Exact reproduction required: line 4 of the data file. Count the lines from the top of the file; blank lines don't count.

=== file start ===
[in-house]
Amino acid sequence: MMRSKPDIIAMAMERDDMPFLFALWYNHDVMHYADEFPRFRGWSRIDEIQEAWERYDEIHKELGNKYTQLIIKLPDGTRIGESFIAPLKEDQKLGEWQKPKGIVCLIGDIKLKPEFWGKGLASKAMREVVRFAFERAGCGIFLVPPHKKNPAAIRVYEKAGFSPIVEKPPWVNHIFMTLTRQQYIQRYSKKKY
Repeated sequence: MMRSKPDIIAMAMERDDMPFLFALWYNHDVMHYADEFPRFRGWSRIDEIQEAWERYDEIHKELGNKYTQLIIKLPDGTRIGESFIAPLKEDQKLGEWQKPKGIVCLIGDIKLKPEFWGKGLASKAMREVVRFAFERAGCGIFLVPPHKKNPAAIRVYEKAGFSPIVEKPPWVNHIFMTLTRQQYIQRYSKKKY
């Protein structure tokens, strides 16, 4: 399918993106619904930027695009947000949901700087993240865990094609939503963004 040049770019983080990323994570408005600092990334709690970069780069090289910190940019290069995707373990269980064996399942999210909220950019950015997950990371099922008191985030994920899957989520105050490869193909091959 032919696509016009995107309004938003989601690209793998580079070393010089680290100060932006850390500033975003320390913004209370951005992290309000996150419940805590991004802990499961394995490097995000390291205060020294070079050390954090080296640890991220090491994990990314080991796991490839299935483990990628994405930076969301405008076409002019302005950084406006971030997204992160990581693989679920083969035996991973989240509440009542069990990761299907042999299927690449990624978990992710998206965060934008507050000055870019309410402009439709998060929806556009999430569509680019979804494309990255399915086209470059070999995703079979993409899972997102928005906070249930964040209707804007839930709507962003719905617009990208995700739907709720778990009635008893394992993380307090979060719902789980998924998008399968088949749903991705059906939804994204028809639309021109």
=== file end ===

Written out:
């Protein structure tokens, strides 16, 4: 399918993106619904930027695009947000949901700087993240865990094609939503963004 040049770019983080990323994570408005600092990334709690970069780069090289910190940019290069995707373990269980064996399942999210909220950019950015997950990371099922008191985030994920899957989520105050490869193909091959 032919696509016009995107309004938003989601690209793998580079070393010089680290100060932006850390500033975003320390913004209370951005992290309000996150419940805590991004802990499961394995490097995000390291205060020294070079050390954090080296640890991220090491994990990314080991796991490839299935483990990628994405930076969301405008076409002019302005950084406006971030997204992160990581693989679920083969035996991973989240509440009542069990990761299907042999299927690449990624978990992710998206965060934008507050000055870019309410402009439709998060929806556009999430569509680019979804494309990255399915086209470059070999995703079979993409899972997102928005906070249930964040209707804007839930709507962003719905617009990208995700739907709720778990009635008893394992993380307090979060719902789980998924998008399968088949749903991705059906939804994204028809639309021109």